Most HR leaders now fully realize the ACA did not address the biggest problem facing most employers – high single-digit or low double-digit annual cost increases. Employers need to develop a formal three-to-five-year strategy dealing with employee health and the continuing cost escalation, since employee health costs are the largest indirect business expense for virtually all employers. In addition, uncertainty about ACA continues due to court challenges to employee mandates and potential changes coming out of the 2012 election.
There has been much debate on whether these changes will result in savings or increased costs for providing coverage. Do you think many employers are still weighing whether or not to offer health care, due to this uncertainty?
Employers have traditionally believed the sponsorship of group health coverage was important for the recruitment and retention of employees. However, the commitment to continue employer-based coverage has gradually eroded in the small employer market, due to multiple years of high single-digit or low double-digit cost increases for group health insurance. The passage of ACA did not directly address or resolve the significant annual cost increases required to continue employer based coverage. The new law primarily addresses changes in individual and small group insurance markets and the need to reduce the number of uninsured through expanded coverage for adult children, broader Medicaid eligibility, and the development of state-based insurance exchanges beginning in 2014.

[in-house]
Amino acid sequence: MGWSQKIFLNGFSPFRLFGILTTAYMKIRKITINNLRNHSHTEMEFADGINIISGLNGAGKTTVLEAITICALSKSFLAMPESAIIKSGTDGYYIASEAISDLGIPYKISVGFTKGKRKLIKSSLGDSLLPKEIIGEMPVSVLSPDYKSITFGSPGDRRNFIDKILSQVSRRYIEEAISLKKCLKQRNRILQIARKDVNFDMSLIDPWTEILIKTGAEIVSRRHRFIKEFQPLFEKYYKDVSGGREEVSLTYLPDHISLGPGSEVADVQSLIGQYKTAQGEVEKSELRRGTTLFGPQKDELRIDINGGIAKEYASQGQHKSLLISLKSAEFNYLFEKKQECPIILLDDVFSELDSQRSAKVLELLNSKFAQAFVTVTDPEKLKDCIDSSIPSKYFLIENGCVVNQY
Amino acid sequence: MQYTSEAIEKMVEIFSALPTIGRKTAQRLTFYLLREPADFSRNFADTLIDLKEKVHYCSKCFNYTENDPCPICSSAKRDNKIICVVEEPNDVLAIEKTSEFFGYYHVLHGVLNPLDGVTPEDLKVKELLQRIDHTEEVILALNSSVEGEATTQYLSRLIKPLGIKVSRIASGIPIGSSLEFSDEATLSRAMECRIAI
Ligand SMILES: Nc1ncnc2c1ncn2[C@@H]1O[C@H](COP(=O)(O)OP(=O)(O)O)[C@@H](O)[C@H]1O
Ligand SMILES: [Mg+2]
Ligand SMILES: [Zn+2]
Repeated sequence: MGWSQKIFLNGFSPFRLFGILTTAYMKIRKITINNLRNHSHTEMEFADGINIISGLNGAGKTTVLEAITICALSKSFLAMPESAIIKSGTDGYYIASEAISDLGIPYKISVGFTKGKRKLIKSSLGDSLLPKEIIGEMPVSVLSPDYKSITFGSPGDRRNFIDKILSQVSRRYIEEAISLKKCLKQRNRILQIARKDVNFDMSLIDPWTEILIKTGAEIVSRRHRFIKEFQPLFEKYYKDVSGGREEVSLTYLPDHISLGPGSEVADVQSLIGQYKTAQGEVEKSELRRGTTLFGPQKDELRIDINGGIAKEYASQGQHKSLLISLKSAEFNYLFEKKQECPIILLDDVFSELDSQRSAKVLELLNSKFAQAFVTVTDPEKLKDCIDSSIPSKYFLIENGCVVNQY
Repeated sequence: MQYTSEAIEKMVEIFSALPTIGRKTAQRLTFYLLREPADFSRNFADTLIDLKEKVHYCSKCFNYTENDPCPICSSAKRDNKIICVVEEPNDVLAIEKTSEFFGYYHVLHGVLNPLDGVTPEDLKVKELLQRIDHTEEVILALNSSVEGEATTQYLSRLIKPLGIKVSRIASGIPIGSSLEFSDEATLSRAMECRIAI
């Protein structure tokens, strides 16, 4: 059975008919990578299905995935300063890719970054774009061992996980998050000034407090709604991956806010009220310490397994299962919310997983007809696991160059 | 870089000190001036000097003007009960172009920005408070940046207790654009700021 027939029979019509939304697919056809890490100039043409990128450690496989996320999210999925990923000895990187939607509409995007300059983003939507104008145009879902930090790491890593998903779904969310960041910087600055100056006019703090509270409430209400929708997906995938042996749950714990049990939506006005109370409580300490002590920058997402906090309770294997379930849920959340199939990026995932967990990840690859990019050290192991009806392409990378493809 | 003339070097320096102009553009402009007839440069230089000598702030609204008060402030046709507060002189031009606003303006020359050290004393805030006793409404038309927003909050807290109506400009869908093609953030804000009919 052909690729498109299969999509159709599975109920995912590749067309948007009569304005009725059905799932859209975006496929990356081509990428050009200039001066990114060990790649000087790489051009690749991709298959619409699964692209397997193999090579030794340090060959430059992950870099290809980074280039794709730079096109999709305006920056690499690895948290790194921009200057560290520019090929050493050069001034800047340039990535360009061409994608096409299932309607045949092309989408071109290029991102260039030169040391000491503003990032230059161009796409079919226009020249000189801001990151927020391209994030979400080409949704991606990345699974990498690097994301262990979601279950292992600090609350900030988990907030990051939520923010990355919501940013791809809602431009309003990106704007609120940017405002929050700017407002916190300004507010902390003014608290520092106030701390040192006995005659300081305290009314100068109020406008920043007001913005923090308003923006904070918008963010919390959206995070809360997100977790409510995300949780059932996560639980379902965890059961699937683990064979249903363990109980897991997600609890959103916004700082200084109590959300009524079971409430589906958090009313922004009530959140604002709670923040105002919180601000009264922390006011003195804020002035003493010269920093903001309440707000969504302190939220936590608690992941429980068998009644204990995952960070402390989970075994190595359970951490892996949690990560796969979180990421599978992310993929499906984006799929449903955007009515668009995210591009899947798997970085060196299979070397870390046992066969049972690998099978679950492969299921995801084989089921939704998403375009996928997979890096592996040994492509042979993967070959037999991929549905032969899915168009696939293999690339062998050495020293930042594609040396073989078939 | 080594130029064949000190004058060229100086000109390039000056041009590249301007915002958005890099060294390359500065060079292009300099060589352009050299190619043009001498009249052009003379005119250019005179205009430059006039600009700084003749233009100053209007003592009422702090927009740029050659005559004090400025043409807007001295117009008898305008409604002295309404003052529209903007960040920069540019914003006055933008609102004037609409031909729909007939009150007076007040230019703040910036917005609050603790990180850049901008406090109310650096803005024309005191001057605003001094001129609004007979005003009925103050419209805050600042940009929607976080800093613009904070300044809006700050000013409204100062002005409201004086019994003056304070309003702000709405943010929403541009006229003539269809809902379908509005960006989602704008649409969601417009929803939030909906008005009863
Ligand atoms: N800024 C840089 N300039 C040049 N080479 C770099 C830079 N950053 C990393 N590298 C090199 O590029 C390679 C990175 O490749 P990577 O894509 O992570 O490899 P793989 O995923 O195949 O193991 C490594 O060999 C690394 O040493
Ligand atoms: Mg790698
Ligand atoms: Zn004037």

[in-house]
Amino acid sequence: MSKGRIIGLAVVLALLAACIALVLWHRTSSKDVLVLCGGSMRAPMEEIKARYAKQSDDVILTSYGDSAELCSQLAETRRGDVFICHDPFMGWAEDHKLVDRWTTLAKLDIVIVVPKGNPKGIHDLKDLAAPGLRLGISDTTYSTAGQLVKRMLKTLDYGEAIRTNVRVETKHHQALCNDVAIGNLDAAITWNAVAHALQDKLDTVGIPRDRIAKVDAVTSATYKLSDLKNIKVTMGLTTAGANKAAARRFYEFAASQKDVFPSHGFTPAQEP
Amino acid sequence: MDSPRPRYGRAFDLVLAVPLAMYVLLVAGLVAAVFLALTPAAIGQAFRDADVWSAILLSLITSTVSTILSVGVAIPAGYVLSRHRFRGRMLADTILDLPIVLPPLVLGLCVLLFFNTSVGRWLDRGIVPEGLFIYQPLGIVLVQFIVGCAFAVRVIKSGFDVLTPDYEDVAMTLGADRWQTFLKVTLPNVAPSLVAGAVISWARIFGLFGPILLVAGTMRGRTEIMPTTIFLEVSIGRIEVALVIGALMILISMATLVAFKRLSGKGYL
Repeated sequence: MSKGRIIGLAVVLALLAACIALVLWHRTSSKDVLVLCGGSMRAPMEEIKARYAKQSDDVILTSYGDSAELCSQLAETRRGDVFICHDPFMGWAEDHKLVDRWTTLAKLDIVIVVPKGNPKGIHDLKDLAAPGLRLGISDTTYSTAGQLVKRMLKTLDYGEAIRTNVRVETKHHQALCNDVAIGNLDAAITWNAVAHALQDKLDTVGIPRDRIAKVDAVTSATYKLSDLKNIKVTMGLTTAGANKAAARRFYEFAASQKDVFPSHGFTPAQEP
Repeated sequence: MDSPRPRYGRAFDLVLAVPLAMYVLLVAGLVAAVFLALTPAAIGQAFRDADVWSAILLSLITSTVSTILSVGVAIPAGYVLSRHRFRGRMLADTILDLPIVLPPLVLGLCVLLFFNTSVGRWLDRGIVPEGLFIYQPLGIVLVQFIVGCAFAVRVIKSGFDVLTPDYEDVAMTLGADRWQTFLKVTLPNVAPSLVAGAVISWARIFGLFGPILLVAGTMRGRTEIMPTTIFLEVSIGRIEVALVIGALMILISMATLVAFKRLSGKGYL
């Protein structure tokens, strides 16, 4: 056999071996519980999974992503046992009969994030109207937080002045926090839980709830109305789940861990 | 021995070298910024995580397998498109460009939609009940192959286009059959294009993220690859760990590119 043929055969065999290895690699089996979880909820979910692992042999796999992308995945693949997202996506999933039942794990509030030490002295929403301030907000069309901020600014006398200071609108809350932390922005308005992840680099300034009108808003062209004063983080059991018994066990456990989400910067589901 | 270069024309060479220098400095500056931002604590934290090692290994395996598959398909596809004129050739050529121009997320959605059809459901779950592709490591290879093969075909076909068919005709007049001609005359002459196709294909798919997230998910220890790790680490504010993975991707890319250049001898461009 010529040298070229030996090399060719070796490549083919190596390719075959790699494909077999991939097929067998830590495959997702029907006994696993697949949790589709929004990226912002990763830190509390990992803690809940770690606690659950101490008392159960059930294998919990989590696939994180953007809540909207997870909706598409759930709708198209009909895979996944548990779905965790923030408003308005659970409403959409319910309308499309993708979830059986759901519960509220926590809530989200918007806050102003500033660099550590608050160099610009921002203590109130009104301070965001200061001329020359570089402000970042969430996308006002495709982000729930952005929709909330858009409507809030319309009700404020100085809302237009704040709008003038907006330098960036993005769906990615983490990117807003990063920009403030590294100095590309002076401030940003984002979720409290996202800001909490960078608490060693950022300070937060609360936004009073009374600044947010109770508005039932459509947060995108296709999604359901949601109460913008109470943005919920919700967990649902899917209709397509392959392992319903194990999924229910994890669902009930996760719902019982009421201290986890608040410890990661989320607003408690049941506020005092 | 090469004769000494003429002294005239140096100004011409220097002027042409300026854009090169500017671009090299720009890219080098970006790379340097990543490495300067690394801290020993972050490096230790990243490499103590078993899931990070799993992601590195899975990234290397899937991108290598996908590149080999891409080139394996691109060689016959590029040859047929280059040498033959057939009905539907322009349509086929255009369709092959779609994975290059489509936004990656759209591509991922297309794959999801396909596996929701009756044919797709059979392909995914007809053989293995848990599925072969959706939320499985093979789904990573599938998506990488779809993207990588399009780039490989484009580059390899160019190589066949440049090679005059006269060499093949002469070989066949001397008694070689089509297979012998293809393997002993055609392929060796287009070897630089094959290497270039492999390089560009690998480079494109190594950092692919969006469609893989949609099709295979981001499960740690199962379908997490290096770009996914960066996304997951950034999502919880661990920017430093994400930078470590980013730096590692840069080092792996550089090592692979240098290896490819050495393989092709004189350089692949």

Although numerous employers remain committed to sponsoring employer-based coverage, an increasing number of organizations are looking for an “exit strategy” from plan sponsorship that does not have a negative impact on the recruitment and retention of employees. Small employers eligible for state insurance exchanges will explore that option in 2014, although many employers are skeptical about the viability of these public exchanges.
Employers are also interested in the potential of private, or corporate, exchanges to provide a broader marketplace of plan options for employees, with employer sponsorship structured as a defined contribution instead of the conventional defined benefit model.
Workers aged 55 or more are staying on the job longer and representing a greater proportion of the labor force. In the future, how will this affect the types of health benefits offered through employers?
Some employees over age 55 are considering working past traditional retirement age of 60 to 65 due to reductions in traditional pension plans, concerns about the viability of Social Security payments, and reductions in defined contribution retirement plans such as 401(k) plans. The ability of these older and experienced workers to work beyond traditional retirement is strongly linked to their personal health status and resultant productivity. Approximately one third of early retirees leaving the work force before age 65 have to retire due to significant health problems. Even with good health, older workers need to be fully productive and engaged in the company’s mission and continue to update skills in technology.
Employees working past age 65, which is the current date to begin Medicare eligibility, would remain on their employers’ health coverage with Medicare coverage being secondary. Several national proposals have recommended Medicare eligibility be raised to age 67, but there is no consensus in Congress on such a change. Although the number of employees working full time past age 65 is relatively small, employers need to fully engage these older adults in the same health promotion and wellness programs offered to other active employees, and also provide effective care management services dealing with acute and chronic medical problems.